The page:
Urea is a nitrogen compound that turns to ammonia when heated. It is used in various industries, including as a fertilizer in the agriculture market. The urea used in agricultural applications is not as pure as the urea used in the production of DEF.

Because DEF is nontoxic, nonpolluting, nonflammable, nonhazardous, stable, colorless and has about the same alkalinity as baking soda, it is safe to handle and store. Equipment managers will need a strategy for monitoring DEF use, maintaining adequate inventories and storing it properly. We recommend indoor storage of DEF to help ensure constant storage temperatures. (See how Kokosing is handling DEF.)

Three years ago, DEF was not commonly available, but with the rapid development of a DEF market for use in over-the-road trucks and consumer vehicles, its availability is no longer a concern. Bulk suppliers can deliver DEF in tanker trucks, much the same as equipment fleets buy bulk fuel for storage at their shops and equipment yards. Retail availability is constantly expanding. DEF is available through the majority of truck stops and many equipment-related retail businesses throughout the country.

CEGR Machine Maintenance

CEGR technology requires maintenance of the diesel particulate filter (DPF), including regeneration, and changes in oil and fuel requirements. It is designed to last for thousands of hours, and it is accessible for easy replacement.

Typically, CEGR machines go through passive and manual regeneration cycles to heat the DPF to burn off accumulated particulates, which results in longer DPF life and improved performance. On many machines equipped with CEGR technology, passive regen occurs periodically during normal operation and has little impact on the operation. Manual regeneration, which sometimes is required daily depending on the application and nature of operation, takes 10 to 20 minutes and only requires the operator to ensure the machine is clear of combustibles before starting.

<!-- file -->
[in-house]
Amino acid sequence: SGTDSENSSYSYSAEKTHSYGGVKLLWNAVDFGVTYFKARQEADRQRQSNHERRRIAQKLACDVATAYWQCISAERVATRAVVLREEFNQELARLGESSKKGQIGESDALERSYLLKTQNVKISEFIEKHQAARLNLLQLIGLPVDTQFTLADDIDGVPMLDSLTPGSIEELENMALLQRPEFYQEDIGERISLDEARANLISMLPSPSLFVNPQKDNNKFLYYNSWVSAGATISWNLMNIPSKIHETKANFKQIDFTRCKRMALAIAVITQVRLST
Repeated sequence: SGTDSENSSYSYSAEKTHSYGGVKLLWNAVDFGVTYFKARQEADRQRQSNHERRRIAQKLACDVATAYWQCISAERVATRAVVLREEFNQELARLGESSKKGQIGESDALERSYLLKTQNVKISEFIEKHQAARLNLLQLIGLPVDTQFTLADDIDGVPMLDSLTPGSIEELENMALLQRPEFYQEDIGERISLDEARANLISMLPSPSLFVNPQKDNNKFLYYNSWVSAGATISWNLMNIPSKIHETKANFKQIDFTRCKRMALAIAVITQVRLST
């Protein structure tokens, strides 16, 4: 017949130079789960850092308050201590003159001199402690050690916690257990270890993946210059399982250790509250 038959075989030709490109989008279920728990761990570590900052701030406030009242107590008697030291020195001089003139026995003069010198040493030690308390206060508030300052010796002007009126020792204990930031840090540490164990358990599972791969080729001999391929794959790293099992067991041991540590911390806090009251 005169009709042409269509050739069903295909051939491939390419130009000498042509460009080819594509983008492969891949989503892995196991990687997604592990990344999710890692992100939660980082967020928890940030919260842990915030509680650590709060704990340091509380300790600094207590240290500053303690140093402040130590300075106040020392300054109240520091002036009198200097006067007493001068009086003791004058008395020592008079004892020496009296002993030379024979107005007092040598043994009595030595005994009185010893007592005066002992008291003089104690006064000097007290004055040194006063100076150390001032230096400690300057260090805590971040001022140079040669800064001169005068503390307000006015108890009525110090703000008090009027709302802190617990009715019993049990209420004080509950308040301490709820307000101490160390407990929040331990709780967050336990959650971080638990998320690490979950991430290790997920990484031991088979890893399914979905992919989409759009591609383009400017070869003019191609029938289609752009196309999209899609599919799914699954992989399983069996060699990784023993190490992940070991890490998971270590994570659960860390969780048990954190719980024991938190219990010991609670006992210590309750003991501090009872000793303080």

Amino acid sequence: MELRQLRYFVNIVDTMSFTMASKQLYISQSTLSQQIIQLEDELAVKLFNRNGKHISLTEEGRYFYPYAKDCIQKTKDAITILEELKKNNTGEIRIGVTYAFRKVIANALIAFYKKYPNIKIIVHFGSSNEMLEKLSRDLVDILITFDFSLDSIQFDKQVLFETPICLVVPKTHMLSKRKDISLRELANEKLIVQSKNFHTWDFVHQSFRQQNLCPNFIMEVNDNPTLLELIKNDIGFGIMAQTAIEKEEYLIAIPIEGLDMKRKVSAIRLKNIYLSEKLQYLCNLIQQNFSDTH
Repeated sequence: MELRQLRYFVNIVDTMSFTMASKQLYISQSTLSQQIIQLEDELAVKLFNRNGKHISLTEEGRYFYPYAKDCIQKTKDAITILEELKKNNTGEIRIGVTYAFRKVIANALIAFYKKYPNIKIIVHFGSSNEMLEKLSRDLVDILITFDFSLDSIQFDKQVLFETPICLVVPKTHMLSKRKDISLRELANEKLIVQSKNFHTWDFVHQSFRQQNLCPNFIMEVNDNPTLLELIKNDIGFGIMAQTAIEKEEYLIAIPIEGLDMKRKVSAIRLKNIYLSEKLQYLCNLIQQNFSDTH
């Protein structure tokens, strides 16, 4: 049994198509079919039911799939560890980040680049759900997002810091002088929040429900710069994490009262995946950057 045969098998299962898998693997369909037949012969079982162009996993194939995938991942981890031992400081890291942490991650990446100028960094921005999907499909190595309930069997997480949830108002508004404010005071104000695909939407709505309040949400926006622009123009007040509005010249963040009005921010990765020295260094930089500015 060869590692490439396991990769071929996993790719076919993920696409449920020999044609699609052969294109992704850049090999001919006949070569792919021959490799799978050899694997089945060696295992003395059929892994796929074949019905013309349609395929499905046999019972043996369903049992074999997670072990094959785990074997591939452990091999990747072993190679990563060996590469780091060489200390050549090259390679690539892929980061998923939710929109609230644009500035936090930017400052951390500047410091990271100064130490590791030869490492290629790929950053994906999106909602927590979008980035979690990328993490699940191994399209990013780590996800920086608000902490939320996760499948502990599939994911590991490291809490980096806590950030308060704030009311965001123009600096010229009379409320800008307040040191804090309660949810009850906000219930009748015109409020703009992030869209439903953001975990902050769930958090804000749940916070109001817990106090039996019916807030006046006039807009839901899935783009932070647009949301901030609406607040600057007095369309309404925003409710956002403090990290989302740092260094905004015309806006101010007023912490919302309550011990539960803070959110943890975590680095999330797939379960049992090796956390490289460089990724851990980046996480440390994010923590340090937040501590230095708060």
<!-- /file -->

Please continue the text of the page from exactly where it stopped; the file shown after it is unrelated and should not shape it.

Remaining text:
Some CEGR systems require the use of higher-spec, more expensive oil to deal with the effects of higher soot levels that result from lower combustion temperatures. Most manufacturers recommend using oil that meets the API CJ-4 oil specification. CJ-4 oil exceeds previous performance requirements and is specifically designed to protect emission control systems, help comply with emission standards, reduce engine wear and control piston deposits and oil consumption.

Also, CEGR engines with diesel particulate filters should use ultra-low-sulfur diesel fuel (15 ppm maximum sulfur) because even small amounts of sulfur can impair the filters’ effectiveness.

Because of the increased cooling requirements with CEGR systems, equipment managers and technicians will notice engine design changes such as larger oil coolers, larger oil pans, larger water pumps and radiators, and additional coolers. Although some CEGR-equipped machines will require more frequent oil changes, most manufacturers are increasing engine oil capacities to lengthen oil-change intervals.

Naturally, maintenance requirements vary by manufacturer and also by type of equipment. Equipment operating manuals have been expanded to cover Tier 4-Interim maintenance and service issues for vehicles that have either SCR or CEGR emission control systems. Technician training also is available through a variety of sources, including dealers, printed materials and online courses.

The bottom line in managing maintenance needs for Tier 4-compliant equipment is following practices that help achieve lower total cost of ownership, better performance and improved productivity.

Brad Stemper is solutions marketing manager for Case Construction Equipment.